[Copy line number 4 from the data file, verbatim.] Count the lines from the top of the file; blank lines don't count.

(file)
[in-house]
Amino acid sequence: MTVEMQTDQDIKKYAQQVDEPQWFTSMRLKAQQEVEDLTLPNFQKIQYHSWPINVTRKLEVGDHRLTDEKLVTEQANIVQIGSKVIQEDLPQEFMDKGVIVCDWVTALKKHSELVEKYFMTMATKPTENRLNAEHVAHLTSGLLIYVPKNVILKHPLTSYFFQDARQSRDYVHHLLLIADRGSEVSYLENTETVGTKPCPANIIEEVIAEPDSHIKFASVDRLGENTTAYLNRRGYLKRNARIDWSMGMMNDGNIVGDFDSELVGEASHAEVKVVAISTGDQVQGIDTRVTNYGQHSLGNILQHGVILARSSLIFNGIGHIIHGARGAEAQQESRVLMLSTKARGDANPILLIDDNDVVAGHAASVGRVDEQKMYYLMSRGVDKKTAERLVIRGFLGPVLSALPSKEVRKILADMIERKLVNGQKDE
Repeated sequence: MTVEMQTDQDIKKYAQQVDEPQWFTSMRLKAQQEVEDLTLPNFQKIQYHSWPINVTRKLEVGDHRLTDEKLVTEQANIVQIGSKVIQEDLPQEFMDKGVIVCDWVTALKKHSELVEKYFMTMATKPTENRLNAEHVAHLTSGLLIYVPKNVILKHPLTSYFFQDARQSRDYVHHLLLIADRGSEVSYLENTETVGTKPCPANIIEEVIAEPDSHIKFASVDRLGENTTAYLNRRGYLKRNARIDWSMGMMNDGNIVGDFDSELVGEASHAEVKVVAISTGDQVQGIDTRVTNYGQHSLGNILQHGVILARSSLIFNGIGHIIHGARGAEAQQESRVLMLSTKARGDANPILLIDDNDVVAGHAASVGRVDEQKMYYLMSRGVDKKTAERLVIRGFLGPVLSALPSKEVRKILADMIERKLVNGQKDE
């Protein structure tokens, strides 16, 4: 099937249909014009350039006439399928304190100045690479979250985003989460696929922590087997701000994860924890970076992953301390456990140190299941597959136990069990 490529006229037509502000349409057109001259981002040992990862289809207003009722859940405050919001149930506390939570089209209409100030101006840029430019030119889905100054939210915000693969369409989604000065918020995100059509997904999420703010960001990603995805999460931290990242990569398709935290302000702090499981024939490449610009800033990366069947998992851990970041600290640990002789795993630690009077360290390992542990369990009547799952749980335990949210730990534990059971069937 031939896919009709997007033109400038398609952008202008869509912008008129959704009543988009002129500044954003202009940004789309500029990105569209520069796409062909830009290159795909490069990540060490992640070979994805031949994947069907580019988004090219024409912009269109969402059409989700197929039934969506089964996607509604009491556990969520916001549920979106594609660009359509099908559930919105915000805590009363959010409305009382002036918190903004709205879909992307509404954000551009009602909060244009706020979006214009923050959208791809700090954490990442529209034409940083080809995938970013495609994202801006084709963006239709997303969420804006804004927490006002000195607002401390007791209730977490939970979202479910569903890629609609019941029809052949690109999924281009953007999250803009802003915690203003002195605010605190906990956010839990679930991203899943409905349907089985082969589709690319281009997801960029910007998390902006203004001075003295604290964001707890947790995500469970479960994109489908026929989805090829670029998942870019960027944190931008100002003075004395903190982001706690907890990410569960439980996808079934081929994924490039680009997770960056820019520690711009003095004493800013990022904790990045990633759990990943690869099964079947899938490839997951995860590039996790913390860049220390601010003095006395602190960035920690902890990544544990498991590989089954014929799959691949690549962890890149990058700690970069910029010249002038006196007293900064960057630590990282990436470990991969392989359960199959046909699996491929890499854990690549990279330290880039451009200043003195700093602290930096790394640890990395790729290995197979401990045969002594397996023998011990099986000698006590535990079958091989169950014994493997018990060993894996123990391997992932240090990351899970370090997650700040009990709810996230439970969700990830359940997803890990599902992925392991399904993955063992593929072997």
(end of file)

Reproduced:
């Protein structure tokens, strides 16, 4: 099937249909014009350039006439399928304190100045690479979250985003989460696929922590087997701000994860924890970076992953301390456990140190299941597959136990069990 490529006229037509502000349409057109001259981002040992990862289809207003009722859940405050919001149930506390939570089209209409100030101006840029430019030119889905100054939210915000693969369409989604000065918020995100059509997904999420703010960001990603995805999460931290990242990569398709935290302000702090499981024939490449610009800033990366069947998992851990970041600290640990002789795993630690009077360290390992542990369990009547799952749980335990949210730990534990059971069937 031939896919009709997007033109400038398609952008202008869509912008008129959704009543988009002129500044954003202009940004789309500029990105569209520069796409062909830009290159795909490069990540060490992640070979994805031949994947069907580019988004090219024409912009269109969402059409989700197929039934969506089964996607509604009491556990969520916001549920979106594609660009359509099908559930919105915000805590009363959010409305009382002036918190903004709205879909992307509404954000551009009602909060244009706020979006214009923050959208791809700090954490990442529209034409940083080809995938970013495609994202801006084709963006239709997303969420804006804004927490006002000195607002401390007791209730977490939970979202479910569903890629609609019941029809052949690109999924281009953007999250803009802003915690203003002195605010605190906990956010839990679930991203899943409905349907089985082969589709690319281009997801960029910007998390902006203004001075003295604290964001707890947790995500469970479960994109489908026929989805090829670029998942870019960027944190931008100002003075004395903190982001706690907890990410569960439980996808079934081929994924490039680009997770960056820019520690711009003095004493800013990022904790990045990633759990990943690869099964079947899938490839997951995860590039996790913390860049220390601010003095006395602190960035920690902890990544544990498991590989089954014929799959691949690549962890890149990058700690970069910029010249002038006196007293900064960057630590990282990436470990991969392989359960199959046909699996491929890499854990690549990279330290880039451009200043003195700093602290930096790394640890990395790729290995197979401990045969002594397996023998011990099986000698006590535990079958091989169950014994493997018990060993894996123990391997992932240090990351899970370090997650700040009990709810996230439970969700990830359940997803890990599902992925392991399904993955063992593929072997």